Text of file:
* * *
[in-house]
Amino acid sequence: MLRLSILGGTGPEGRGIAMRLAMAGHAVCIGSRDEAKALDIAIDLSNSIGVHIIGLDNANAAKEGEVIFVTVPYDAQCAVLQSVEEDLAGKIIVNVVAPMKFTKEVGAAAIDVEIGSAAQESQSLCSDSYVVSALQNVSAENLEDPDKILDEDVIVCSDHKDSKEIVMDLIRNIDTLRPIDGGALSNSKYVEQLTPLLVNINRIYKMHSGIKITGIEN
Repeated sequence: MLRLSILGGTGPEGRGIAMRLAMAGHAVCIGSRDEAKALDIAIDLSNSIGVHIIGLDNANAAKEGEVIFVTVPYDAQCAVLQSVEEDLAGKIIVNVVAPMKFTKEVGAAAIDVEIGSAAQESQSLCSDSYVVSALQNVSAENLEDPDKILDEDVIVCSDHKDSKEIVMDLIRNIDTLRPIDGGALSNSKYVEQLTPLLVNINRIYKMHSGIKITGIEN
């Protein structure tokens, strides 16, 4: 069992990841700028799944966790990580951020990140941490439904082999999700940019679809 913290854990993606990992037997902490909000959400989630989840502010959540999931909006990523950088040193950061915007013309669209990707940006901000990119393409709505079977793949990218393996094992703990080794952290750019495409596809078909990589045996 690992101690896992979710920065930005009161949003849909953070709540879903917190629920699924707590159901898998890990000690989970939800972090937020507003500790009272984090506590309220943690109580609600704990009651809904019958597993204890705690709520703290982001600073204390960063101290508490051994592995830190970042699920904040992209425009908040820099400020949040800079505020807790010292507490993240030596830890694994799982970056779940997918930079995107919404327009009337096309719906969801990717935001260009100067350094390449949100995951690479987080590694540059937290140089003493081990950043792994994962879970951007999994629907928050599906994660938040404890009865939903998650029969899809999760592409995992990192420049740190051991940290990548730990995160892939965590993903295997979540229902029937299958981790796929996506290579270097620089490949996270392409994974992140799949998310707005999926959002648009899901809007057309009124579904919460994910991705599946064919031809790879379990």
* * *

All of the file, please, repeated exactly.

[in-house]
Amino acid sequence: MLRLSILGGTGPEGRGIAMRLAMAGHAVCIGSRDEAKALDIAIDLSNSIGVHIIGLDNANAAKEGEVIFVTVPYDAQCAVLQSVEEDLAGKIIVNVVAPMKFTKEVGAAAIDVEIGSAAQESQSLCSDSYVVSALQNVSAENLEDPDKILDEDVIVCSDHKDSKEIVMDLIRNIDTLRPIDGGALSNSKYVEQLTPLLVNINRIYKMHSGIKITGIEN
Repeated sequence: MLRLSILGGTGPEGRGIAMRLAMAGHAVCIGSRDEAKALDIAIDLSNSIGVHIIGLDNANAAKEGEVIFVTVPYDAQCAVLQSVEEDLAGKIIVNVVAPMKFTKEVGAAAIDVEIGSAAQESQSLCSDSYVVSALQNVSAENLEDPDKILDEDVIVCSDHKDSKEIVMDLIRNIDTLRPIDGGALSNSKYVEQLTPLLVNINRIYKMHSGIKITGIEN
């Protein structure tokens, strides 16, 4: 069992990841700028799944966790990580951020990140941490439904082999999700940019679809 913290854990993606990992037997902490909000959400989630989840502010959540999931909006990523950088040193950061915007013309669209990707940006901000990119393409709505079977793949990218393996094992703990080794952290750019495409596809078909990589045996 690992101690896992979710920065930005009161949003849909953070709540879903917190629920699924707590159901898998890990000690989970939800972090937020507003500790009272984090506590309220943690109580609600704990009651809904019958597993204890705690709520703290982001600073204390960063101290508490051994592995830190970042699920904040992209425009908040820099400020949040800079505020807790010292507490993240030596830890694994799982970056779940997918930079995107919404327009009337096309719906969801990717935001260009100067350094390449949100995951690479987080590694540059937290140089003493081990950043792994994962879970951007999994629907928050599906994660938040404890009865939903998650029969899809999760592409995992990192420049740190051991940290990548730990995160892939965590993903295997979540229902029937299958981790796929996506290579270097620089490949996270392409994974992140799949998310707005999926959002648009899901809007057309009124579904919460994910991705599946064919031809790879379990």